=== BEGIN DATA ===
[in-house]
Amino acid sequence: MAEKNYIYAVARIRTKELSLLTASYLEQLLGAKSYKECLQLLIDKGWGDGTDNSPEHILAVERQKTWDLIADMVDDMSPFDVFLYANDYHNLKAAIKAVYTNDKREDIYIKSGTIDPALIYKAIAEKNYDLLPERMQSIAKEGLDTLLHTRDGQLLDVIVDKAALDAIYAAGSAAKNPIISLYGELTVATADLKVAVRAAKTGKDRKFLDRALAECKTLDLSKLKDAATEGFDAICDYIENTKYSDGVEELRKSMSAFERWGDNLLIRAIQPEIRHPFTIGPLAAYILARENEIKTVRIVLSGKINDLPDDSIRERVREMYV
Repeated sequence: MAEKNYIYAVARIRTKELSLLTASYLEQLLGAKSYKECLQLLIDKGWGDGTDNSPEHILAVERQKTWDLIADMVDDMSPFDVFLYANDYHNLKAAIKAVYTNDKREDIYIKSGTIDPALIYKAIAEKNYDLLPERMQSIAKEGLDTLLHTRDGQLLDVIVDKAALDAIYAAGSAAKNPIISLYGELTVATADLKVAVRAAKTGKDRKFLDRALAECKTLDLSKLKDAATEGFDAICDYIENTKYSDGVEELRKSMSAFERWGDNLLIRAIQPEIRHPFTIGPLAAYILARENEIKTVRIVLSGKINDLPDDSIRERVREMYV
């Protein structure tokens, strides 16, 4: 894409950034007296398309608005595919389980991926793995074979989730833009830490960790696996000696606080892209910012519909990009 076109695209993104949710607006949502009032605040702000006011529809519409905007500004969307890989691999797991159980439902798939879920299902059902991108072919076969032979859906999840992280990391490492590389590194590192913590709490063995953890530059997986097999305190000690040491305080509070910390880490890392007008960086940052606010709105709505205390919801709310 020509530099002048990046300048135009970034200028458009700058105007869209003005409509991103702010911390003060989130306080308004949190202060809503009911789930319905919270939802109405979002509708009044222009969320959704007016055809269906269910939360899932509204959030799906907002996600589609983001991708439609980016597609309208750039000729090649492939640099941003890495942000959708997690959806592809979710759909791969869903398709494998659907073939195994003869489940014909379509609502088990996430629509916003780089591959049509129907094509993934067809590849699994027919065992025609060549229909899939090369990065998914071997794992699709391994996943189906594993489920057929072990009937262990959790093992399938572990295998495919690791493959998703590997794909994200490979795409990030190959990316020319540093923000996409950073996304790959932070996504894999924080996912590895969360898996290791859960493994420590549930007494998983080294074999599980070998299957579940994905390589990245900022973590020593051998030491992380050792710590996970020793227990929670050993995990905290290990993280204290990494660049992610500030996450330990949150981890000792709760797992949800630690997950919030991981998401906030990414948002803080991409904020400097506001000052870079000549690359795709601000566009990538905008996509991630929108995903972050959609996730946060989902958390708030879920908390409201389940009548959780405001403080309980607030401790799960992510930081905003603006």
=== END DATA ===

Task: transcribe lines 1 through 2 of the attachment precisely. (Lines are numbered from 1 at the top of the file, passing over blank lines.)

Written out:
[in-house]
Amino acid sequence: MAEKNYIYAVARIRTKELSLLTASYLEQLLGAKSYKECLQLLIDKGWGDGTDNSPEHILAVERQKTWDLIADMVDDMSPFDVFLYANDYHNLKAAIKAVYTNDKREDIYIKSGTIDPALIYKAIAEKNYDLLPERMQSIAKEGLDTLLHTRDGQLLDVIVDKAALDAIYAAGSAAKNPIISLYGELTVATADLKVAVRAAKTGKDRKFLDRALAECKTLDLSKLKDAATEGFDAICDYIENTKYSDGVEELRKSMSAFERWGDNLLIRAIQPEIRHPFTIGPLAAYILARENEIKTVRIVLSGKINDLPDDSIRERVREMYV